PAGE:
Strade Bianche Roundtable: Who should have chased?

After watching the Strade Bianche I’m always tempted to sell my worldly possessions and then move to rural Tuscany. This year was no different, although now I’d keep my raincoat. As always, there are multiple important questions to ask about this race. Would Peter Sagan have won? Who should…

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After watching the Strade Bianche I’m always tempted to sell my worldly possessions and then move to rural Tuscany. This year was no different, although now I’d keep my raincoat. As always, there are multiple important questions to ask about this race. Would Peter Sagan have won? Who should have chased Michael Kwiatkowski? Let’s roundtable!

Kwiatkowski’s solo win shows he’s now on the short list to win _______.

Spencer Powlison @spino_powerlegs: He’s on the short list to win something kinda biggish in 2018. Kwiatkowski’s a one big win a year kind of guy — last year it was E3 Harelbeke; the year before it was Amstel; in 2014 it was Strade Bianche and worlds (okay, that was a good year). I love watching the Polish flower race, but he’s just not very prolific.

Caley Fretz @caleyfretz: Amstel Gold, though he was already on that list.

Fred Dreier @freddreier: I’m putting him on my short list for Flanders alongside Sagan. I know, call me crazy.

Andrew Hood @Eurohoody: Amstel Gold. He is one of those jack of all trades and master of nothing riders. The cobbles are too hard and long for him and Liege has just a little bit too much climbing, but Amstel with its new finish could be ideal for him.

How does the result change if Peter Sagan is healthy?

Spencer: Maybe Kwiatkowski wouldn’t have gotten away, and if that happened, I’d put my money on Greg Van Avermaet to win the dash up to Siena. So far, he’s been more tactically astute and more explosive this spring than Sagan.

Caley: Tough to say. Sagan sometimes has a mellowing effect on races because no rider wants to tow him to the line. So perhaps all the action from 50km to 10km to go would have been lessened if he was present. If that part of the race wasn’t as hard, it would have been more difficult for Kwiatkowski to go solo. But that’s just a guess.

Fred: Sagan doesn’t give Kwiatkowski a leash, and chases down the move ASAP (like he did at Flanders last year) setting up a slugfest on the climb to Siena. If the group hits the climb together, it’s a toss up between GVA and Kwiatkowski.

Andy: If Sagan is there he would follow Kwiatkowski, and everyone else would follow Sagan, if they could. This lead group was perfect for Sagan but there is no guarantee he would win.

When Kwiatkowski attacked, who should have chased?

Spencer: Van Avermaet would be a logical pick to chase, but he’d probably just use his Jedi mind tricks to convince Wellens to chase. But really, that was an early move so you can’t blame the guys for being a bit lackadaisical about pulling back Kwiatkowski.

Caley: Greg Van Avermaet had the most to lose. If that group came into Siena he’s the best pick to win. So he had an interest in keeping things together.

Fred: In a perfect world it’s Tom Dumoulin who chases. Kwiatkowski’s attack was brilliant because he launched it just after Dumoulin took a huge pull and then faded to the back. He’s the only guy in the group with the big diesel required to bring back that type of move.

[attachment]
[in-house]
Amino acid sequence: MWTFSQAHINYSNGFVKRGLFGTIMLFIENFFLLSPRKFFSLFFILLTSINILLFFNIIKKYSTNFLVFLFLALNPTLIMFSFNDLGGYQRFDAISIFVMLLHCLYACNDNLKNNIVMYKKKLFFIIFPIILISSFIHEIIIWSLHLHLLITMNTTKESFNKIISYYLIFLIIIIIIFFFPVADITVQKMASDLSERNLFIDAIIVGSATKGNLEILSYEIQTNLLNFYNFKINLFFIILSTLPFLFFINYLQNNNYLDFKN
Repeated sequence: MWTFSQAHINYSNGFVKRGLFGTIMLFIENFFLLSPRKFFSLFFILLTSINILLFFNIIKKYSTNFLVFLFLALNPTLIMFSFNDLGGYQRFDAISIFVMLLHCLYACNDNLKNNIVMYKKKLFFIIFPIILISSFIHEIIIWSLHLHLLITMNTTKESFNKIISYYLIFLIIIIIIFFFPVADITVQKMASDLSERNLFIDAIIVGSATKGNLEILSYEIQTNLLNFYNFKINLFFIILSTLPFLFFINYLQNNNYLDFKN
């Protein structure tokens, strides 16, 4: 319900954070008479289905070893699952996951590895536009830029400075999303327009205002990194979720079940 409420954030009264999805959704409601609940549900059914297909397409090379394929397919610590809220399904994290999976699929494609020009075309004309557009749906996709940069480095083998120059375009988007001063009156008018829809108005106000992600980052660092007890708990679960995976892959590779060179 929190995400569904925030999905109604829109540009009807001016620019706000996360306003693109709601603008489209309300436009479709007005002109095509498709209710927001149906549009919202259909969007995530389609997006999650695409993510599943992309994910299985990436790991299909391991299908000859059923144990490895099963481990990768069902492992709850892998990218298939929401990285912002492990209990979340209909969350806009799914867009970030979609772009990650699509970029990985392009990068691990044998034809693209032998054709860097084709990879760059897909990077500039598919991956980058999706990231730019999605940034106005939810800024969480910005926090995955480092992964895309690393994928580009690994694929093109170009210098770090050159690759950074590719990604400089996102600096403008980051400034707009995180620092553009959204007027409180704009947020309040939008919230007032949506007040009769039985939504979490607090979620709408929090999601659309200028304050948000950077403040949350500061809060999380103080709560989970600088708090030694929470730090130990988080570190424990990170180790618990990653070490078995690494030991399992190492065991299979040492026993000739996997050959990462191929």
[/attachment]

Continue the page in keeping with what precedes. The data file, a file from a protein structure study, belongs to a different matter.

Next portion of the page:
Andy: Greg Van Avermaet. He is looking surprisingly strong for the classics after breaking his ankle in the fall. It’s looks like he is on track for Flanders.

Greg Van Avermaet called the race “old school racing,” and said that everyone was “jumping around like idiots.” Was this more exciting to watch on TV?

Spencer: I like old-school racing! More attacks the better, but with a grinding climb to Siena at the finish, it leaves the fellas a little flat for a true sprint.

Caley: It just moved the excitement a bit earlier. The tactical part of the race was the aggression that took place from 50km to 10km to go. Once Kwiatkowski was gone it was just a test of strength. I’d say the race was just as exciting, you just had to tune in a bit earlier to catch it.

Fred: Meh, I like watching the guys nuke it up that final climb and then jostle through the narrow streets to the finish.

Andy: The wind and rain made for a different race where only the strongest survive. Strade Bianche is interesting because it is so hilly and those dirt loose gravel roads are quite technical and tricky. Old-school racing is right.

Do we credit Borghini’s win to timing, wet roads, or the supposed motorbike interference?

Spencer: I think a combination of good positioning and wet roads won the day for her. She knew it was best to lead out the sprint — that’s why she battled for that leading spot before the first notable right-hand turn. However, the moto should have been farther up the road. That may not have decided the race, but it’s a bad optic to have an Italian on the front, in an Italian race, with the moto close enough to raise a few eyebrows. Mama mia!

Caley: The moto did get a bit close at one point, but it didn’t change a thing in that finish. Longo Borghini led for the entire second half of the climb (at least 400 meters) and nobody could come around. The first rider into that right right hander at the top always wins — there’s just not enough space to get by after that. Lambo earned it by being the strongest at the finish.

Fred: Wet cobbles and Borghini’s timing won the day. The rider who attacks up the climb often leaves the door open for rivals to zip around in those final turns. When the cobbles are slick, the rider who gets to the top first and then keeps her speed through the turns is bound to win. Chapeau.

Andy: It was timing. She jumped at time and no one could chase her down. Who doesn’t love an Italian winner at the Strade Bianche? Molto buono!

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